50% Of Indians Don’t Do Even 150 Minutes Of Physical Activity Per Week!

Given India’s high rate of incidence of coronary artery disease (CAD), diabetes and high death rate due to cardiovascular diseases, news that over 50 per cent of Indians do not meet the minimum physical activity recommended by the World Health Organisation (WHO) of at least 150 minutes per week of moderate-intensity physical activity doesn’t bode well.

According to Shivangi Bajpai, a doctoral student at the University of Massachusetts, Amherst Department of Kinesiology, US, “There is a lack of awareness about physical activity guidelines. Hence, simpler metrics such as counting steps can be useful to promote physical activity in India.”

Along with lead author Dr Amanda Paluch, Assistant Professor at the University of Massachusetts, she recently published a study titled Prospectiver Association Of Daily Steps with Cardiovascular Disease: A harmonized meta-analysis in the journal Circulation.

Taking fewer than the widely promoted “10 000 steps per day” has recently been associated with a lower risk of all-cause mortality. The relationship of steps and cardiovascular disease (CVD) risk remains poorly described. A meta-analysis examining the dose–response relationship between steps per day and CVD can help inform clinical and public health guidelines, reads the study.

The study suggests that people over 60 may significantly reduce their risk of cardiovascular disease (CVD) by walking between 6,000-9,000 steps per day. Researchers, who analysed data from over 20,000 people in the US and 42 other countries, found that compared to people who walked 2,000 steps per day, those walking between 6,000 and 9,000 steps daily had a reduced risk of cardiovascular disease, including heart attacks and strokes, by 40 per cent to 50 per cent.

According to Bajpai, some of the cultural and social problems in India can be attributed to the decline in physical activity post-retirement. “Walking to work and at work constitute a major part of physical activity patterns among working Indians which needs to be replaced by other recreational physical activities after retirement. Retirement may lead to social isolation, loss of sense of purpose, and decline in physical and mental health. Therefore, this could be a critical time to intervene and help them integrate different ways to be sufficiently active.”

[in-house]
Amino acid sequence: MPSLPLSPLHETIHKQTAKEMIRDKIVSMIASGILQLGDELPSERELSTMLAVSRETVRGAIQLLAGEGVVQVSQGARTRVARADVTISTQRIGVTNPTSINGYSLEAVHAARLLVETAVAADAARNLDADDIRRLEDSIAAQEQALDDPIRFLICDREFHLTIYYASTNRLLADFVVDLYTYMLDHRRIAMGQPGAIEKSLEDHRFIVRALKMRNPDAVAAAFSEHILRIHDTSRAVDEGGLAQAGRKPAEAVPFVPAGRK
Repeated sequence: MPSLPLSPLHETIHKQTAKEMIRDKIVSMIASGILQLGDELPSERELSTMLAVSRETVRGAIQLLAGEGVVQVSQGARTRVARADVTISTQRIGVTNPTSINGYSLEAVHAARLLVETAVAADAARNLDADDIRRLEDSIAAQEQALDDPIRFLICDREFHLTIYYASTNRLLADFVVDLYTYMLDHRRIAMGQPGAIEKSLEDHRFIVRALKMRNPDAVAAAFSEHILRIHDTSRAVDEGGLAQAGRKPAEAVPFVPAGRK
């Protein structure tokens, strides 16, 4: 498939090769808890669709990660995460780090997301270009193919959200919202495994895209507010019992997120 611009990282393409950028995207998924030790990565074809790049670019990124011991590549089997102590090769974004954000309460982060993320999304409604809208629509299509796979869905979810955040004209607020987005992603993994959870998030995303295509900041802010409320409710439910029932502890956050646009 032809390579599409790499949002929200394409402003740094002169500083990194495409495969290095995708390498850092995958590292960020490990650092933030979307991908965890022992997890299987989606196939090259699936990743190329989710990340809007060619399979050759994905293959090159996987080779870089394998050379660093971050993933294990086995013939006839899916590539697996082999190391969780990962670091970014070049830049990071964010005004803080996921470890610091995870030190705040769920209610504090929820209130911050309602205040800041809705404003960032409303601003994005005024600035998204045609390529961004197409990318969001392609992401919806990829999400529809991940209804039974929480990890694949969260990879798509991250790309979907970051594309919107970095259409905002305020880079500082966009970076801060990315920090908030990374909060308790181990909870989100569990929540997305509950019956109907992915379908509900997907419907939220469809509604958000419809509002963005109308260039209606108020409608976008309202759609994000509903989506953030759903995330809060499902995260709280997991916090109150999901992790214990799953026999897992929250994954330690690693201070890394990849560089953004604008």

Although the trend is changing, most Indian households have defined gender roles, where household responsibilities still fall on women. This provides women with very little time to engage in recreational physical activity. There is also a misconception among Indian women that they engage in sufficient physical activities through their household chores. While this could be true to some extent, steps such as physical activity metrics through the wearable device could help them monitor their daily activity and help them develop self-awareness, the researcher said.

Monitoring steps can also help adults with existing chronic illnesses. People with existing conditions may find it easier to set a step target for themselves and work on slowly increasing their daily steps to prevent further health decline. Dr Paluch also noted that the study findings of the associations of steps per day with cardiovascular diseases were much stronger in older adults than younger adults. “CVD is a disease of ageing and often doesn’t occur until we are at older ages. In our study, we considered CVD a diagnosis of stroke, heart failure, or heart attack and these conditions are much less likely to occur at younger ages. For younger adults, being physically active benefits many of the precursors of cardiovascular disease, such as high blood pressure, obesity, and Type 2 diabetes. These conditions are more likely to develop in younger adults and are important for early prevention of cardiovascular disease,” Dr Paluch said.

What WHO recommends

  • All adults should undertake regular physical activity.
  • Adults should do at least 150–300 minutes of moderate-intensity aerobic physical
    activity; or at least 75–150 minutes of vigorous-intensity aerobic physical activity;
    or an equivalent combination of moderate- and vigorous-intensity activity
    throughout the week, for substantial health benefits.
  • Adults should also do muscle-strengthening activities at moderate or greater intensity
    that involve all major muscle groups on 2 or more days a week, as these provide
    additional health benefits.
  • Adults may increase moderate-intensity aerobic physical activity to more than
    300 minutes; or do more than 150 minutes of vigorous-intensity aerobic physical
    activity; or an equivalent combination of moderate- and vigorous-intensity activity
    throughout the week for additional health benefits.

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